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Florida has executed hundreds of people since 1924. Could Aramis Ayala finally put an end to it?

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Herman Lindsey can tell you what it's like to wait for a turn with death.

After being sentenced to die in 2006, he was put on Florida's death row in 2007, and sat caged inside a plain, box-like cell at the old, dusty state prison in Raiford, where winter and summer temperatures seemed harsher inside than out.

Lindsey was convicted of the murder of a store clerk who was fatally shot during a Fort Lauderdale robbery in 1994. He didn't get to say goodbye to his loved ones when he was sentenced to die, and it was hard for anyone to make the five-hour trek from Broward County to the isolated facility up north. As he fought to prove his innocence, other men were taken into the white execution room, strapped with leather bonds onto a gurney and injected with a fatal cocktail of drugs. Most went quickly and quietly, but at least one execution was painfully botched. As he waited alone, Lindsey begged God to let him go.

"One thing Florida cannot guarantee is that they will not kill an innocent person," he says in an interview. "The system is intact to protect us, to seek justice for victims, but in my case, they created a victim."

And then, one seemingly miraculous day – Tuesday, July 28, 2009 – Lindsey was free. After fighting his case all the way to the Florida Supreme Court, all seven justices agreed the evidence was insufficient to support his conviction, much less the death sentence he received from an 8-4 jury. Lindsey became the 23rd prisoner exonerated and freed from death row in Florida, which leads the nation for exonerees.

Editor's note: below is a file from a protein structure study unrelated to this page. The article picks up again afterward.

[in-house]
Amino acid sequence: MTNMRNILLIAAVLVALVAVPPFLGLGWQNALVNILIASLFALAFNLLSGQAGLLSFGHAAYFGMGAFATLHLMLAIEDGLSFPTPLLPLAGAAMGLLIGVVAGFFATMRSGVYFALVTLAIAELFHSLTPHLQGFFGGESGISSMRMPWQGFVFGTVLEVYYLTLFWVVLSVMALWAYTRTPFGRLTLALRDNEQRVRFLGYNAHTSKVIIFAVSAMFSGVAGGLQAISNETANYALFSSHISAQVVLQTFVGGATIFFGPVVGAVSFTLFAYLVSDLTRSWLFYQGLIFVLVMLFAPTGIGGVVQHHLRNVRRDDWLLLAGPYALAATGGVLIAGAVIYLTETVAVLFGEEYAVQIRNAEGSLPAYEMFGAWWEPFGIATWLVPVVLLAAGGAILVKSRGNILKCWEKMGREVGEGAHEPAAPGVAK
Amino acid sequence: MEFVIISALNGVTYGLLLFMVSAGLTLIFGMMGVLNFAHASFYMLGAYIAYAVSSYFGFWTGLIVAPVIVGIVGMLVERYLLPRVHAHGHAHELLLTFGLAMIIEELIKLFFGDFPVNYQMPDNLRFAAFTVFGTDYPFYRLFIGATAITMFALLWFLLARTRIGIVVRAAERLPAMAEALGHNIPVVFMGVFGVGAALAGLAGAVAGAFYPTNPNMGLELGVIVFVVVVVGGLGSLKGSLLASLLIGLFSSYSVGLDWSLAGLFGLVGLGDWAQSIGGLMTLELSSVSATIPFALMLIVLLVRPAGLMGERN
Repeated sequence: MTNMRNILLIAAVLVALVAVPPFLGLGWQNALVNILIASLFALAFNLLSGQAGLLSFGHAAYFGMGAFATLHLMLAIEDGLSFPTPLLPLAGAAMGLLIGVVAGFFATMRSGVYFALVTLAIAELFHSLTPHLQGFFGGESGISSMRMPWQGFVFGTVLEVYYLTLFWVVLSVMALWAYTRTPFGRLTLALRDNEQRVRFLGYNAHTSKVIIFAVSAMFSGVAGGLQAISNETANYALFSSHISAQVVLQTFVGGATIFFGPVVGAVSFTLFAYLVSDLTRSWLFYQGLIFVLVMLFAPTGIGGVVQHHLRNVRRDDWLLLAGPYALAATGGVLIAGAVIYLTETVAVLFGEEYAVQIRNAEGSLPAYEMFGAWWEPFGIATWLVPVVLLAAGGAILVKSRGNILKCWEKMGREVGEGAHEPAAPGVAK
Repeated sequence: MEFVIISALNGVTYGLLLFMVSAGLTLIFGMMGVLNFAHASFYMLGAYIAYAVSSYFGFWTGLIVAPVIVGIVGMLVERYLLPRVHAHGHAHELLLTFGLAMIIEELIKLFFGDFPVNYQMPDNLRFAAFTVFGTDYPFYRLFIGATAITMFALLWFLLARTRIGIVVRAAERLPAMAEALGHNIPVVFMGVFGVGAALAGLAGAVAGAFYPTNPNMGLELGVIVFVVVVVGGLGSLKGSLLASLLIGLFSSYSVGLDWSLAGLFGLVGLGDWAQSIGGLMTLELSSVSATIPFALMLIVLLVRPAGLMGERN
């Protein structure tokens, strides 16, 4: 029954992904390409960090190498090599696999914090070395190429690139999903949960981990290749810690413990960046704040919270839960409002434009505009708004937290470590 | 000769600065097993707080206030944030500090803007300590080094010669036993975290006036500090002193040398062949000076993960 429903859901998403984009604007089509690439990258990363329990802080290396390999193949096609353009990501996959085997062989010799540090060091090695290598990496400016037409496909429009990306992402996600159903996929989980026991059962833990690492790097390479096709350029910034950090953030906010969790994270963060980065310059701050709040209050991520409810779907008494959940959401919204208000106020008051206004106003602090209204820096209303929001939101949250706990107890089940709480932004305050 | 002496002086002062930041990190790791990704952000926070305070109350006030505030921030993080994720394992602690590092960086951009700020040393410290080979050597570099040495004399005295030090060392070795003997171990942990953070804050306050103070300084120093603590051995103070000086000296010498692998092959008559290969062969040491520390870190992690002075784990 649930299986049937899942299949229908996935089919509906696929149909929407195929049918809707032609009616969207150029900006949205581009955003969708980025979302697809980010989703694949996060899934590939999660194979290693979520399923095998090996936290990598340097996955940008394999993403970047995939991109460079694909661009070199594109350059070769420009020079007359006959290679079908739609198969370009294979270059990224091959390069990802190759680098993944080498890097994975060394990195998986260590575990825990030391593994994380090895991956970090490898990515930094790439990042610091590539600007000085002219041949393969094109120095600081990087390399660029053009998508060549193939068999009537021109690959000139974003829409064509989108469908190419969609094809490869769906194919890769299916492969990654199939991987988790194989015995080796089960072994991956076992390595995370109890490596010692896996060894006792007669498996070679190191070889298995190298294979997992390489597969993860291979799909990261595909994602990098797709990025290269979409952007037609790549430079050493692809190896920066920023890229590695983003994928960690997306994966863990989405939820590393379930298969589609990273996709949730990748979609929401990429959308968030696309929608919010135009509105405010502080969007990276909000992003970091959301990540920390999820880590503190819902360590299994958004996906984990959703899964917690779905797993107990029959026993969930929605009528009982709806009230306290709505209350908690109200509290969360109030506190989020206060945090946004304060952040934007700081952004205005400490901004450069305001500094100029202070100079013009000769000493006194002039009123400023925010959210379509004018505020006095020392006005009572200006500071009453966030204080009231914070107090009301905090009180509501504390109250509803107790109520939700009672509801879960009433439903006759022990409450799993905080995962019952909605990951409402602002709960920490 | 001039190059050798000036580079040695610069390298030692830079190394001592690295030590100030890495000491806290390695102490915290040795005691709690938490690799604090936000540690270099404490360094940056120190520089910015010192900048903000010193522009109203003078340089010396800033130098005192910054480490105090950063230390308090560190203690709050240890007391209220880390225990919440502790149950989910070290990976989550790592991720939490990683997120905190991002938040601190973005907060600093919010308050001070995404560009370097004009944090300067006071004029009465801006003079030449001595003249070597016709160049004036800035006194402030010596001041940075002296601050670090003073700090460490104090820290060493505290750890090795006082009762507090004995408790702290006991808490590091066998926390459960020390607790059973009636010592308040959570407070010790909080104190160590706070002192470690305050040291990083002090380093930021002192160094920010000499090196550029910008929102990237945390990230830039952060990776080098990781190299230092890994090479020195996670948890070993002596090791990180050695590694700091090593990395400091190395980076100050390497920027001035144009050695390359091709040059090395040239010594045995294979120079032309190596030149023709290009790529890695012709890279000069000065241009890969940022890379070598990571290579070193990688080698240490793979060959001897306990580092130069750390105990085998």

Under the shade of the state Capitol building last Thursday, Lindsey told a crowd he's been fighting to abolish the death penalty since he was released in 2009. Lawmakers have heard about his struggles to move past the trauma and live a normal existence – whenever he applies for a job or a place to live, the murder still shows in his background check, and he feels this has wrecked his life. Lindsey felt ignored – until last month.

In March, Orange-Osceola State Attorney Aramis Ayala put herself at the center of the death penalty debate, igniting a firestorm of criticism after she declared she wouldn't pursue an execution for murder suspect Markeith Loyd – or, for that matter, any other case during her tenure.

Hours after Ayala's announcement, she says she was asked by Florida Gov. Rick Scott in a 25-second phone call to recuse herself from the case. She refused and tried to explain the reasoning behind her conclusion – that the death penalty is costly, has no effect on public safety and does not deter crime – but Scott wouldn't listen. Before the end of the day, Scott used his executive authority to remove Ayala from the case and reassign it to another state attorney, saying it was "clear that she will not fight for justice." That move sparked further controversy and fueled a conversation Lindsey has been desperate to have.

"God was giving me the experience to be a voice," he said to the hundreds who traveled miles in buses and cars to support Ayala in Tallahassee. "This year, we actually are being heard. And what State Attorney Ayala is doing is helping us with our fight to end the death penalty."

Lindsey, 44, said he got no apology or compensation from the state after being wrongly imprisoned. Like a church on Sunday, the crowd seated on white plastic chairs listened with rapt attention to Lindsey's sermon, shouting every so often, "Amen!" They'd come from Jacksonville, Orlando and Miami to air their grievances in our lawmakers' playground.

"I done been to that governor's office. He won't even see me. But he says he wants somebody there for justice," Lindsey exclaimed to them, pointing toward the Capitol. "What would have happened if I would have died there?"

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